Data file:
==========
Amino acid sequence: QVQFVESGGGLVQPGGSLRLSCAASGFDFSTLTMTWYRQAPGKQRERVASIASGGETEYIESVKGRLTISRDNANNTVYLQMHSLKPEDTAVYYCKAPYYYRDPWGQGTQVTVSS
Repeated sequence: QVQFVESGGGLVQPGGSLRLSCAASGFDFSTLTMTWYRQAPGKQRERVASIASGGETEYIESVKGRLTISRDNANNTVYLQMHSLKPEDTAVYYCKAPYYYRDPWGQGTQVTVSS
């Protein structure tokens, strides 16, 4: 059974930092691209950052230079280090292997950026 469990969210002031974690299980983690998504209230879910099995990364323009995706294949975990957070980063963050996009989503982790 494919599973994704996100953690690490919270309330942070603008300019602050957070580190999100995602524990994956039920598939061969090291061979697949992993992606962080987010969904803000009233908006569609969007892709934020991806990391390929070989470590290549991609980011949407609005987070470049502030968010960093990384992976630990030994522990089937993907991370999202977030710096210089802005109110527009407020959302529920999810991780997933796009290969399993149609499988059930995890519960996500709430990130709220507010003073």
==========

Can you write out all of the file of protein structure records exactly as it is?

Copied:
Amino acid sequence: QVQFVESGGGLVQPGGSLRLSCAASGFDFSTLTMTWYRQAPGKQRERVASIASGGETEYIESVKGRLTISRDNANNTVYLQMHSLKPEDTAVYYCKAPYYYRDPWGQGTQVTVSS
Repeated sequence: QVQFVESGGGLVQPGGSLRLSCAASGFDFSTLTMTWYRQAPGKQRERVASIASGGETEYIESVKGRLTISRDNANNTVYLQMHSLKPEDTAVYYCKAPYYYRDPWGQGTQVTVSS
């Protein structure tokens, strides 16, 4: 059974930092691209950052230079280090292997950026 469990969210002031974690299980983690998504209230879910099995990364323009995706294949975990957070980063963050996009989503982790 494919599973994704996100953690690490919270309330942070603008300019602050957070580190999100995602524990994956039920598939061969090291061979697949992993992606962080987010969904803000009233908006569609969007892709934020991806990391390929070989470590290549991609980011949407609005987070470049502030968010960093990384992976630990030994522990089937993907991370999202977030710096210089802005109110527009407020959302529920999810991780997933796009290969399993149609499988059930995890519960996500709430990130709220507010003073």